Today’s analysis will focus on America’s obsession, FOOTBALL.

1) NBA JAMocity – Football is a terrible offender in this category. Regardless of whether you are talking about Tecmo Bowl or Madden 2009, every football has entirely too much control over your fate to be trusted. (Speaking of Tecmo Bowl, check out this video of someone with way too much time on their hands, or for you Patriots fans out there, check out this one) The primary dirty, despicable, underhanded, and corrupt cheating tactic utilized by the computer in football is the fumble. It is completely random event which you have almost no control over that can dramatically affect the outcome of the game. Now, when it happens three or four times in a game, it can cause the uncontrollable rage I referenced earlier. For many years, Bill Simmons has referred to this as the “F U game”, and I think we will stick with that moniker. I would bet you that if you asked 1000 males between 13-40 if they ever had an enraging experience in a football video game, two things would happen. One, 900 of them would say yes and be able to relate the story, and two, of those 900 stories, 897 of them would involve a fumble or fumbles. Honorable mention to the fumble: the triple tip interception, the offensive line that suddenly couldn’t block an arthritic cheerleader, stone hand wide-receivers, and players that avoid being tackled better than this guy (go to the 2:50 mark to see what I mean).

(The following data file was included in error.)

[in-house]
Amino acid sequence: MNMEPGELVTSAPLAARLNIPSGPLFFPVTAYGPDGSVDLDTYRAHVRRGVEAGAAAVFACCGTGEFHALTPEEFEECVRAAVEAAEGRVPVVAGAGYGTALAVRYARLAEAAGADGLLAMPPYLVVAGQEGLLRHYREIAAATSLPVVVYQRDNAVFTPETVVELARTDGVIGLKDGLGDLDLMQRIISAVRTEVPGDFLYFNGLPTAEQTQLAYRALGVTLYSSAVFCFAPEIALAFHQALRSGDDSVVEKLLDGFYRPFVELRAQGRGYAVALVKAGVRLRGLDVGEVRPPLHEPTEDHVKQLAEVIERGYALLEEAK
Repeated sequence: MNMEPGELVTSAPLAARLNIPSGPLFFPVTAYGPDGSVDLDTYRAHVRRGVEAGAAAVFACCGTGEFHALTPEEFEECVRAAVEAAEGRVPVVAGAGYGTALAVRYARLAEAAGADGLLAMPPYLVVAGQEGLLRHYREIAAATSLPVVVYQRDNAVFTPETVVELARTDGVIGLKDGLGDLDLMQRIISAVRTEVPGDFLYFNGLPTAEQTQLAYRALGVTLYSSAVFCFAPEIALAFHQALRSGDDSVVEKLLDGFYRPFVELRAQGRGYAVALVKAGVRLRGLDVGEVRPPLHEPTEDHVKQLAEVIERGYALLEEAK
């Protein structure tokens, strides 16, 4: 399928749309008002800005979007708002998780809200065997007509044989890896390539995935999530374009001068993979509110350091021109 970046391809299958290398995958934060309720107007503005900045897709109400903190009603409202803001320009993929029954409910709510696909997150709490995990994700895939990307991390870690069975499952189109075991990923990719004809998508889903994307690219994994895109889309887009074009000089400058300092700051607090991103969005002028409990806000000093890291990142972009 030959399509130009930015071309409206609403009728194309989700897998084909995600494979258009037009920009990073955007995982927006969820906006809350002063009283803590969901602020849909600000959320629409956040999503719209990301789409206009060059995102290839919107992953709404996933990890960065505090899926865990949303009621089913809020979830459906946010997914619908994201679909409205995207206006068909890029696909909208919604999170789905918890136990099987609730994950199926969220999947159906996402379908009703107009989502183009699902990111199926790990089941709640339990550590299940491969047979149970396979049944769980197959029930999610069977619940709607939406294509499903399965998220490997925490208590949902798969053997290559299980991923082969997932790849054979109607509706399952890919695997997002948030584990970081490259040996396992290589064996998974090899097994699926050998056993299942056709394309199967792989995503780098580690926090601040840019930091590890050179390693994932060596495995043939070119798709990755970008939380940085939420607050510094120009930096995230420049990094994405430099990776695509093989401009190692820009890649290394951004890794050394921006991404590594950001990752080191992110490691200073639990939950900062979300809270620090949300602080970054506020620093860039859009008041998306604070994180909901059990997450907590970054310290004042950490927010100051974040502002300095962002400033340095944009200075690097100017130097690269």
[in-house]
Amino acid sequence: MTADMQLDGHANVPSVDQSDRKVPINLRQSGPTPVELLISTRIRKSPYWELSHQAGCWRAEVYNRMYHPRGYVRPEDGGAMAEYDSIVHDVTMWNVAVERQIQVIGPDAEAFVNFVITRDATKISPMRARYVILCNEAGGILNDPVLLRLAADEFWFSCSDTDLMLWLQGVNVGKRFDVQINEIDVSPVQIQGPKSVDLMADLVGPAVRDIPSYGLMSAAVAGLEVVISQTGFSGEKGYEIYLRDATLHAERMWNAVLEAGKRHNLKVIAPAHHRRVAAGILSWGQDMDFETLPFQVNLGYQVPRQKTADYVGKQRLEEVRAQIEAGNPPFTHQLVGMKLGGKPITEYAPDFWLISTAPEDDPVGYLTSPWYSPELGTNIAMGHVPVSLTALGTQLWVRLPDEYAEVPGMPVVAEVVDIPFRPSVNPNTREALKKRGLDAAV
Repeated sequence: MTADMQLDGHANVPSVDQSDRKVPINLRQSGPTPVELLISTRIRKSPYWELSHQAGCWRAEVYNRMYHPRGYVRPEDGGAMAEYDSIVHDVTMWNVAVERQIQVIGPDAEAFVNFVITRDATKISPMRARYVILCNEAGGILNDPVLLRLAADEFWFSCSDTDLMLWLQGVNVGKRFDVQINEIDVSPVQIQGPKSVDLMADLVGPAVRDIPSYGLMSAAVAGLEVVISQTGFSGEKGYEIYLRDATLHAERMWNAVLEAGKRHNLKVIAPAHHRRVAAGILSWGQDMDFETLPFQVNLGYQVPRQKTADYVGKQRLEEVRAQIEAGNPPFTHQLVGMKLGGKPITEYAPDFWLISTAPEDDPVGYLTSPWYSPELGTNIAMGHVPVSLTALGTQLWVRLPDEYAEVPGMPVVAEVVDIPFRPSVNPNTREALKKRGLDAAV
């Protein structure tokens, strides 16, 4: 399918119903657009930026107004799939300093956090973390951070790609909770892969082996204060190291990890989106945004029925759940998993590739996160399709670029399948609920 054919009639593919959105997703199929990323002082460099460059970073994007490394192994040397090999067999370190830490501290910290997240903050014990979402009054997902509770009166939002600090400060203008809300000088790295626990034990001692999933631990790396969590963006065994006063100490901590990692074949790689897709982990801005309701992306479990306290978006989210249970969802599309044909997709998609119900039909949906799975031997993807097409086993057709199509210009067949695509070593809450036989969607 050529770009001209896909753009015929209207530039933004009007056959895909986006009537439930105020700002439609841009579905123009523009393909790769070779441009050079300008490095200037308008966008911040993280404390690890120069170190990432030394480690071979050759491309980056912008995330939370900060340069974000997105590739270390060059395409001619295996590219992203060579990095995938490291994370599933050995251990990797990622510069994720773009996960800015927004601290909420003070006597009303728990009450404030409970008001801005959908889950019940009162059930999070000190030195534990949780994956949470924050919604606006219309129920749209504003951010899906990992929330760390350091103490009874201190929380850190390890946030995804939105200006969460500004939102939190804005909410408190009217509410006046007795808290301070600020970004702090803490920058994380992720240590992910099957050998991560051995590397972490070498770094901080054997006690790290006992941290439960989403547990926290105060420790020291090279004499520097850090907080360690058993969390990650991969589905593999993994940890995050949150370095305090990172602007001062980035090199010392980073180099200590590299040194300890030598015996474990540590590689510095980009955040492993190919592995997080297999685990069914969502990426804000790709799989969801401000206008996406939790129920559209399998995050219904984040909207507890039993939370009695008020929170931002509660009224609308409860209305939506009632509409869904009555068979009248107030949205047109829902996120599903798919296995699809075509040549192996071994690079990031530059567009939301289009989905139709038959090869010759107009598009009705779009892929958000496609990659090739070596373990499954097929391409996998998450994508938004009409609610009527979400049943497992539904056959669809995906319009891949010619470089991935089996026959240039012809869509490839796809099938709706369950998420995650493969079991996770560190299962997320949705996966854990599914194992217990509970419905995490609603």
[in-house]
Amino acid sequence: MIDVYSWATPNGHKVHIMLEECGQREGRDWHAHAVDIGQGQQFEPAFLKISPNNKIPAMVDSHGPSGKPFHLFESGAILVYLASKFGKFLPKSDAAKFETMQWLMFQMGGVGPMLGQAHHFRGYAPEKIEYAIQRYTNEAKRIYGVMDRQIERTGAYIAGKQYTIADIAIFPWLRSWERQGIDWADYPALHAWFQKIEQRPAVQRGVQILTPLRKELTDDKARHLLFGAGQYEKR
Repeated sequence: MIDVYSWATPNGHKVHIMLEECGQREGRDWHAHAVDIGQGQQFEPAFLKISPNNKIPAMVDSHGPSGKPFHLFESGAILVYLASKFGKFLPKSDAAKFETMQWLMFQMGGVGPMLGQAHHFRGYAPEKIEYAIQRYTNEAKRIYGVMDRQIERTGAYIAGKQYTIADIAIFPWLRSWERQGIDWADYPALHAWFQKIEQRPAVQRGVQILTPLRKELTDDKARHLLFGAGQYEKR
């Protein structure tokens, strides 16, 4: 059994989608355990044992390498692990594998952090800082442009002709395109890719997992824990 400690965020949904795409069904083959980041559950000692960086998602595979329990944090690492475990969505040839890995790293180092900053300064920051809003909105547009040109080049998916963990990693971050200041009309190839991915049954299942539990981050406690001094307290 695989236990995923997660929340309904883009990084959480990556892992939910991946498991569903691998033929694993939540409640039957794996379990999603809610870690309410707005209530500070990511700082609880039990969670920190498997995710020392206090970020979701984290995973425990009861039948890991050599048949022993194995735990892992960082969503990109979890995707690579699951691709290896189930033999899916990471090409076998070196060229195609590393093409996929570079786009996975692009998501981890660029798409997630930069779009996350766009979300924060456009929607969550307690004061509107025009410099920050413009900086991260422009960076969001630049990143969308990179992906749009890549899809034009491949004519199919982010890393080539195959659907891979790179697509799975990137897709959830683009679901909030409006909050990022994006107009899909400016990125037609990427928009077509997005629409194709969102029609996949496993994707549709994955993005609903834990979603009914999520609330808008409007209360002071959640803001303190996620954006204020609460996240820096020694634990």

2) Flashing star analysis – For football, there is only a moderate flashing star factor. In current games, most of the simplistic strategies have been eliminated, so it is not very easy to become unbeatable. Also, in football games of the past, how good you were was very dependent on the personnel you had (think about the advantage having L.T. to block every extra point or field goal was in Tecmo Bowl). With today’s sophisticated games, personnel is even more important. Try playing Madden with a crappy offensive line and see how far you get. There are still go to plays that seem to work all too often, but all in all, there isn’t much invincibility factor in football video games anymore.